The U.S. Board of Immigration Appeals (BIA) has rejected the option of treating Form I-220A as a document through which a person can access legal immigrant residence in the country.
Monday’s ruling fails to recognize the US government’s criteria Thousands of Cuban immigrants have entered through the southern border since the end of 2021 and attempt to regularize their status under the Cuban Adjustment Act.
Cubans must pursue asylum cases through US courts.
However, the legal battle over the recognition of the I220-A may still continue in the Eleventh Circuit Court of Appeals (Alabama, Florida, and Georgia) and, ultimately, the United States Supreme Court. Journalist Mario J. Explained the sources consulted by Benton.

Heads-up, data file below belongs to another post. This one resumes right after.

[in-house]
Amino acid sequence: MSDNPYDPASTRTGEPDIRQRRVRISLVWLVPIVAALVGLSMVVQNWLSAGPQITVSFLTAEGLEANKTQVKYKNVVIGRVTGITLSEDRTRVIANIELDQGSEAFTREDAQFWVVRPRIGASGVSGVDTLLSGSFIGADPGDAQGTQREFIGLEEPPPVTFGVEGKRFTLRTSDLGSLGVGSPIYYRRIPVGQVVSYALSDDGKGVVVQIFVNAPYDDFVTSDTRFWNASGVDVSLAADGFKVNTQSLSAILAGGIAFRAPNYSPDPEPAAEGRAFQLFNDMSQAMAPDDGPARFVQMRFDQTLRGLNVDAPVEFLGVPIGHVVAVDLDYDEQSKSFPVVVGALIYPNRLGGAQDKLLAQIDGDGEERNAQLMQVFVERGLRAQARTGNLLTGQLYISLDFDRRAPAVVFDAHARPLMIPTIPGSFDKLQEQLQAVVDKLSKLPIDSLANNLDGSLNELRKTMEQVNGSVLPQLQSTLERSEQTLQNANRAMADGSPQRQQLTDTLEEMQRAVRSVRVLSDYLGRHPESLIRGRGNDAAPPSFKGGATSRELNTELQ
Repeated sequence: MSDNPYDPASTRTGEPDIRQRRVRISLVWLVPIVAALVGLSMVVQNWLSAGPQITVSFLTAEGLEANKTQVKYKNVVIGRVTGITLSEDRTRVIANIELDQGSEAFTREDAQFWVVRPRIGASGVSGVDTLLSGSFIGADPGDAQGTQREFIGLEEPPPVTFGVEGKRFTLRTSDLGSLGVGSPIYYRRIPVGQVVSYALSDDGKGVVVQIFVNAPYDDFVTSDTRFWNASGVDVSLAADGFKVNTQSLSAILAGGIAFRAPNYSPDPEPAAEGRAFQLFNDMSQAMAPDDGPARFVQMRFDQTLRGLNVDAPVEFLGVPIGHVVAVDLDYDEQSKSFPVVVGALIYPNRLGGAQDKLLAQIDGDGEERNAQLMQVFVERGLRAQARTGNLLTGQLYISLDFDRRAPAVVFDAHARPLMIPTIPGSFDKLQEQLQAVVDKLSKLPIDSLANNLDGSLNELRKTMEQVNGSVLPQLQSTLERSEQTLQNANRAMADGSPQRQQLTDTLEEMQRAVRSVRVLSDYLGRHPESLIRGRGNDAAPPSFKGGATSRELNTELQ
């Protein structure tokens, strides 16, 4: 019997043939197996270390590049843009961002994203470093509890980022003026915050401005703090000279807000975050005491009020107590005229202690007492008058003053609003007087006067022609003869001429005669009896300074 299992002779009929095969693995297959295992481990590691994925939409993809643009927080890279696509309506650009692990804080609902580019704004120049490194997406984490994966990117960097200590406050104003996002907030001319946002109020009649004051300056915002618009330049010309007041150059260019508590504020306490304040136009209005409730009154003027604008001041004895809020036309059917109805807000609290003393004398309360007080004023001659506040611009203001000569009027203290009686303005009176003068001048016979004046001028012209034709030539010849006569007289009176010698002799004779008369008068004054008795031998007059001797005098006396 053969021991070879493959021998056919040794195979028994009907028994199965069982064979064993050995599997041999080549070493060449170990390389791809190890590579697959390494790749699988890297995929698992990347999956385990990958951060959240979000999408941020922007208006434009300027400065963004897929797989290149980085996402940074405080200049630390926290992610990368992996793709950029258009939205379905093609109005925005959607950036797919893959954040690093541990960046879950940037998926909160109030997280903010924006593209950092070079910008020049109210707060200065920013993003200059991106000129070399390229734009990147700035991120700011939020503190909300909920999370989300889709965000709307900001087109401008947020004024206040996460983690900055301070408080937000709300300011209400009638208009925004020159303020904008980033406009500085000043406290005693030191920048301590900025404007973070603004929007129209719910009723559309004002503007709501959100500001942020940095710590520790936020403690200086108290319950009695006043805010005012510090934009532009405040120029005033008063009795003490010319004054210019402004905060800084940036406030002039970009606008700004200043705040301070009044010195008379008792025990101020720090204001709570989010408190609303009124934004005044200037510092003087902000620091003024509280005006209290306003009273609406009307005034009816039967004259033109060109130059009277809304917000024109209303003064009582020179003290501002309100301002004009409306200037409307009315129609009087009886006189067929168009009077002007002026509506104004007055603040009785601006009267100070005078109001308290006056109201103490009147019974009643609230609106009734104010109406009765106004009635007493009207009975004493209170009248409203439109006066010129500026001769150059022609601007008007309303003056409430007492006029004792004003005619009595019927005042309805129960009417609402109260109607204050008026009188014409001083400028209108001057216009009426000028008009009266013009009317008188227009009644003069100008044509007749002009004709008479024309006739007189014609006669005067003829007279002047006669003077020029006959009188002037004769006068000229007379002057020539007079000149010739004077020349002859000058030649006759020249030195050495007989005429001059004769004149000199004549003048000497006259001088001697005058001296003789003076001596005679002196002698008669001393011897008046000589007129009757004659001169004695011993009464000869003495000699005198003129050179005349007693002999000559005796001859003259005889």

In recent months, an increasing number of Cubans have been issued a Form I-220A, also known as a “parole order,” insisting that they be authorized to enter the United States.
Those who have been in the United States for more than a year and a day cannot apply for their residency through the Cuban Adjustment Act because the law establishes Parole A requirement, not I-220A.
The US government issues I-220A to certain individuals who have been detained by immigration authorities and later released.
Last April, a group of Cubans gathered in front of the famous Versailles restaurant in Miami to demand an end to deportations to Cuba. Regularization of I-220A document holders upon entry into the United States.
“No deportation!”, “Freedom for political prisoners!” with slogans of and “Down with Dictatorship,” Cubans protesting peacefully against the resumption of deportations by the Joe Biden administration.